modernistic high literary fiction,
the kind of thing that brandishes
lots of big words, long sentences, fractured and reordered time,
multiple points of view, an almost impenetrable structure, and so forth.
In other words his films really are as weird as they may at first seem,
which in the context of their source isn't weird at all.
It's easy to focus so much on the very long scenes aspect of his style
(also perhaps on the black‑and‑white filming)
that one misses most of the modernistic literary flourishes,
such as that sometimes one really is seeing
the exact same scene all over again
except from the point of view of a different character.
The common lack of comprehension is so bad
that his films are generally regarded as deadly serious
even though he himself describes almost all of them as
- François Truffaut
After a childhood so troubled he was thrown out by his biological family,
he was informally adopted
by the great film critic André Bazin
at the film journal Bazin helped found:
Cahiers du Cinéma.
Truffaut was always very interested in movies,
and eventually began making his own.
His name became closely associated with the
French New Wave.
In addition to directing movies,
he also participated in moviemaking
as a screenwriter, a producer, and even an actor.
He was initially very close to Jean-Luc Godard,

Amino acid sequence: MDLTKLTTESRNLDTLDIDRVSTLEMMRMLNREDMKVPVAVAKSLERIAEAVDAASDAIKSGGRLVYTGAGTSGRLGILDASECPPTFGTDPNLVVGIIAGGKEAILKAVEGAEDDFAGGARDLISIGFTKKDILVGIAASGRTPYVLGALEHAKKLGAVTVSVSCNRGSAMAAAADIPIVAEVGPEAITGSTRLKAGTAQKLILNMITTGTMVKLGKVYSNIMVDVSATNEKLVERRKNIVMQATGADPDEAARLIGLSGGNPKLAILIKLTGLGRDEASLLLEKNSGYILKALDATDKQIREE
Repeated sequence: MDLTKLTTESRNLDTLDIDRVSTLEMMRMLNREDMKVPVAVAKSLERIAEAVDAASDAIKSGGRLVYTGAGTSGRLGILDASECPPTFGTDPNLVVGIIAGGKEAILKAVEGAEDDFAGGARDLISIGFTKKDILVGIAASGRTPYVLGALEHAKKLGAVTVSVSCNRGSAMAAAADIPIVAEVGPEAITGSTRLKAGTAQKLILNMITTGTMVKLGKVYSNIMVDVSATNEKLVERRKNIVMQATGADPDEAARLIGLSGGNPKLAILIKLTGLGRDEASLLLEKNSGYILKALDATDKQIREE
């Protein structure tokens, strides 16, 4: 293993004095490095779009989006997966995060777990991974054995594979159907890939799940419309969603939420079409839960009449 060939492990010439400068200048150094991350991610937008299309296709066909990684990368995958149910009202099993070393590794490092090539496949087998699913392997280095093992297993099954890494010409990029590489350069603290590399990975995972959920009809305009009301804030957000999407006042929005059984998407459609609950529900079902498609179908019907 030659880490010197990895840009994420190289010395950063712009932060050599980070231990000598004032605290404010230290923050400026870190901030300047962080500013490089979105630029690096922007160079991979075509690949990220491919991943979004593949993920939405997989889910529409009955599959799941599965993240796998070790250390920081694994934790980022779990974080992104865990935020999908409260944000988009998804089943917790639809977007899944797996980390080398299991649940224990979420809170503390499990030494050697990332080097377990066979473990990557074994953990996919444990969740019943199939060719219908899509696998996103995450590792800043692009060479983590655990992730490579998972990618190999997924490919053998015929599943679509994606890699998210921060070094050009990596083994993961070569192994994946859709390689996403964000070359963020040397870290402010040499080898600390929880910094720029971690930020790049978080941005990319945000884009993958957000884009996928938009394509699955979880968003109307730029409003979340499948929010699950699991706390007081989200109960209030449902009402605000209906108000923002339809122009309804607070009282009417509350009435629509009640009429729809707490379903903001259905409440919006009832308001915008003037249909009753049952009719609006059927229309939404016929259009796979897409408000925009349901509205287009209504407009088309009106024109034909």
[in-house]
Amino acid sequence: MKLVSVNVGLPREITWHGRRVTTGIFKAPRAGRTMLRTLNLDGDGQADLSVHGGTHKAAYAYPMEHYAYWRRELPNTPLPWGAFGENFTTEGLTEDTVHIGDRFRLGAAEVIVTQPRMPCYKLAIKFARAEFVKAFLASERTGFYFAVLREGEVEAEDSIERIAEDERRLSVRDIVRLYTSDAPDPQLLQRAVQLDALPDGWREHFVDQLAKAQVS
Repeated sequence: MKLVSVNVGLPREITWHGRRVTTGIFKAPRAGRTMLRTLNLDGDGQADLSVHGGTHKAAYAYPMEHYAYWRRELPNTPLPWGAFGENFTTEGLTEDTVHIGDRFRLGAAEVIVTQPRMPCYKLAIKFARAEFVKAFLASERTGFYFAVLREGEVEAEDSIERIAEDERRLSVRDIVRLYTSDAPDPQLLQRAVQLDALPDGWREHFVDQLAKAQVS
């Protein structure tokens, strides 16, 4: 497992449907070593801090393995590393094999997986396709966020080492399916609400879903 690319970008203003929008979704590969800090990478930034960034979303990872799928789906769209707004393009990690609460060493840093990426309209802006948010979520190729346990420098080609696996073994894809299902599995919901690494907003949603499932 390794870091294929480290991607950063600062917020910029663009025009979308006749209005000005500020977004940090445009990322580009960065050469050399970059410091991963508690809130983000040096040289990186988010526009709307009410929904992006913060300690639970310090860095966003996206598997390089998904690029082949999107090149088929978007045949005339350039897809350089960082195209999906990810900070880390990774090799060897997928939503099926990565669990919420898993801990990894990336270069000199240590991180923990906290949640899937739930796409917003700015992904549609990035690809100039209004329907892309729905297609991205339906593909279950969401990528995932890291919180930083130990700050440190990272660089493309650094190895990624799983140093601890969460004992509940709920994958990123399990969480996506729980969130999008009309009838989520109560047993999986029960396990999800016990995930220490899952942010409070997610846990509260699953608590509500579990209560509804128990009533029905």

but they later had a falling out.
He extensively interviewed (a whole week) Alfred Hitchcock,
and from that produced the famous book
that discusses in great detail film content and filmmaking,
titled simply Hitchcock.
He died relatively young (age 52)
of a brain tumor and its complications.
- Douglas Trumbull
Not primarily a director (although he has directed some films),
but rather one of the premier wizards with special effects involving light.
An inventor, designer, and producer of visual effects.
Several decades ago he championed
the idea of a powerful new film position that was effectively
co-director for visual effects,
a reorganization of film creative control that never caught on.
(He even once actually held such a position on one film,
although the actual title wasn't exactly that.)
He opened his career with various special effects
for Stanley Kubrick's 2001: A Space Odyssey,